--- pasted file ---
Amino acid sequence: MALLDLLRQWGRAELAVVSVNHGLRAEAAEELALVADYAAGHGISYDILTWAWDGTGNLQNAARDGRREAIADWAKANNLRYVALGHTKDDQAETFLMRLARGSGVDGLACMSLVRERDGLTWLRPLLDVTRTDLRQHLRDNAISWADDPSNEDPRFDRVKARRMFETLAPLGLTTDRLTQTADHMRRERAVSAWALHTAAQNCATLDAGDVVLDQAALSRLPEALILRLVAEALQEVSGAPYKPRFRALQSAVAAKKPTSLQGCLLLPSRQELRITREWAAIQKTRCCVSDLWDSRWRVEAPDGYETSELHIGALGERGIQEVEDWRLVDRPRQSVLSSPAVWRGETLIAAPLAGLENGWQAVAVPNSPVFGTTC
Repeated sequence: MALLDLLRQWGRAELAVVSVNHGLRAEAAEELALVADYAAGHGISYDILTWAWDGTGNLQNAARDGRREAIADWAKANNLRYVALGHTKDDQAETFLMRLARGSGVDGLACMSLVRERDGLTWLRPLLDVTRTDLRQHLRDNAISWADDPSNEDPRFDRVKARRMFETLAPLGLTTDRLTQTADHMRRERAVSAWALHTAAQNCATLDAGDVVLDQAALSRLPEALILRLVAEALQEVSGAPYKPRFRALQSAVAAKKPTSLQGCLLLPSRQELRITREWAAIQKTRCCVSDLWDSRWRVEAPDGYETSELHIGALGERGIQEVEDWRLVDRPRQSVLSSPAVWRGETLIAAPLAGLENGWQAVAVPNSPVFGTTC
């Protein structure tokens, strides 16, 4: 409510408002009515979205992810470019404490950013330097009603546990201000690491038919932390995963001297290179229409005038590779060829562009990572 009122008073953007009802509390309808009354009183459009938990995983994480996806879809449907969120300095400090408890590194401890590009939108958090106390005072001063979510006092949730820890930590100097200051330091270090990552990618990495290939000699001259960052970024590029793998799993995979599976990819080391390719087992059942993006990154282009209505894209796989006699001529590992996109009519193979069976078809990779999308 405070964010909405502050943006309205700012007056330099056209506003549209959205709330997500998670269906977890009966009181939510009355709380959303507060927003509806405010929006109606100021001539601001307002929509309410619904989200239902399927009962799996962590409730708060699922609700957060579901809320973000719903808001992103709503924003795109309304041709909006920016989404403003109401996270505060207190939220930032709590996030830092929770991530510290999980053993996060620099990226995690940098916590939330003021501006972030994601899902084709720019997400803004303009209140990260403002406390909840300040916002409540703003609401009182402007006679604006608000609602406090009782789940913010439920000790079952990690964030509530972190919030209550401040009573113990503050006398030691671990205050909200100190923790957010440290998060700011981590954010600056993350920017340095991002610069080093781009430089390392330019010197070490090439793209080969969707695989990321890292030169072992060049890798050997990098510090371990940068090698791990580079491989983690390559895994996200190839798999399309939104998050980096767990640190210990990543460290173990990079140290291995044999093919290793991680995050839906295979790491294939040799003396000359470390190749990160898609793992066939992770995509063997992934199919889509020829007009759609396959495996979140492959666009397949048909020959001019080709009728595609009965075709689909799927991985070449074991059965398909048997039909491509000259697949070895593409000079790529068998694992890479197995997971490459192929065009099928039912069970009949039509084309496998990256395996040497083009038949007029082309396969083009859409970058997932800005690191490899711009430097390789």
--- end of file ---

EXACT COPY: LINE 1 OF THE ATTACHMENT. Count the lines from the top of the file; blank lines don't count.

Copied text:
Amino acid sequence: MALLDLLRQWGRAELAVVSVNHGLRAEAAEELALVADYAAGHGISYDILTWAWDGTGNLQNAARDGRREAIADWAKANNLRYVALGHTKDDQAETFLMRLARGSGVDGLACMSLVRERDGLTWLRPLLDVTRTDLRQHLRDNAISWADDPSNEDPRFDRVKARRMFETLAPLGLTTDRLTQTADHMRRERAVSAWALHTAAQNCATLDAGDVVLDQAALSRLPEALILRLVAEALQEVSGAPYKPRFRALQSAVAAKKPTSLQGCLLLPSRQELRITREWAAIQKTRCCVSDLWDSRWRVEAPDGYETSELHIGALGERGIQEVEDWRLVDRPRQSVLSSPAVWRGETLIAAPLAGLENGWQAVAVPNSPVFGTTC